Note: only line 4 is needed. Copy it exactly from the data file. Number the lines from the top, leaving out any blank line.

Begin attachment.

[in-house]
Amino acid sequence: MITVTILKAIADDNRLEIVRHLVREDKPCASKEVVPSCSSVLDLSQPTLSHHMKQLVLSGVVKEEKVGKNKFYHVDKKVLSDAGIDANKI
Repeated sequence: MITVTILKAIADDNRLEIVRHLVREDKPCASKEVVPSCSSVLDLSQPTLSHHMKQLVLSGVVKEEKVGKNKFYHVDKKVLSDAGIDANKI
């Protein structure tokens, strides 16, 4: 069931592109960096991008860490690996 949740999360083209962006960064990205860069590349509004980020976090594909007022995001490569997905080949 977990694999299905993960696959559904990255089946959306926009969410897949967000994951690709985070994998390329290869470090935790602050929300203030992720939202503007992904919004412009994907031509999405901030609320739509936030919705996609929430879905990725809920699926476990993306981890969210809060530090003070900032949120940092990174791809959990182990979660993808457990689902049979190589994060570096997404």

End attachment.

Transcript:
């Protein structure tokens, strides 16, 4: 069931592109960096991008860490690996 949740999360083209962006960064990205860069590349509004980020976090594909007022995001490569997905080949 977990694999299905993960696959559904990255089946959306926009969410897949967000994951690709985070994998390329290869470090935790602050929300203030992720939202503007992904919004412009994907031509999405901030609320739509936030919705996609929430879905990725809920699926476990993306981890969210809060530090003070900032949120940092990174791809959990182990979660993808457990689902049979190589994060570096997404």